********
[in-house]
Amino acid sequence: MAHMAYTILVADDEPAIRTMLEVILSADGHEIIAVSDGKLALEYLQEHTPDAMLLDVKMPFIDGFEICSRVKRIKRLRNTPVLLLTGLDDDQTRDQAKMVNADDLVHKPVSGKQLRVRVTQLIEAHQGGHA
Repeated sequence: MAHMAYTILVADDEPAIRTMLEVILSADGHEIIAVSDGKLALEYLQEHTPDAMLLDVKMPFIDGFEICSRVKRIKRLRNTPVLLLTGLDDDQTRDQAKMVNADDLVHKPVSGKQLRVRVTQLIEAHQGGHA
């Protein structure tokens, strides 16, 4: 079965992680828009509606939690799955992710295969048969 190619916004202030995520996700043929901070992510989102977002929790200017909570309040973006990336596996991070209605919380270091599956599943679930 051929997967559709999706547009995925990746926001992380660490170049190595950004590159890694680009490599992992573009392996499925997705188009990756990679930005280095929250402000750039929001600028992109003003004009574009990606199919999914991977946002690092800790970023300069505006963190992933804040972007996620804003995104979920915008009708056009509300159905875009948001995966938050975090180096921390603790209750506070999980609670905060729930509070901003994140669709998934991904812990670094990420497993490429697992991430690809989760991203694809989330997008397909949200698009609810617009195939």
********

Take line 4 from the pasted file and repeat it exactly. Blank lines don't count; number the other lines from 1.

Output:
């Protein structure tokens, strides 16, 4: 079965992680828009509606939690799955992710295969048969 190619916004202030995520996700043929901070992510989102977002929790200017909570309040973006990336596996991070209605919380270091599956599943679930 051929997967559709999706547009995925990746926001992380660490170049190595950004590159890694680009490599992992573009392996499925997705188009990756990679930005280095929250402000750039929001600028992109003003004009574009990606199919999914991977946002690092800790970023300069505006963190992933804040972007996620804003995104979920915008009708056009509300159905875009948001995966938050975090180096921390603790209750506070999980609670905060729930509070901003994140669709998934991904812990670094990420497993490429697992991430690809989760991203694809989330997008397909949200698009609810617009195939």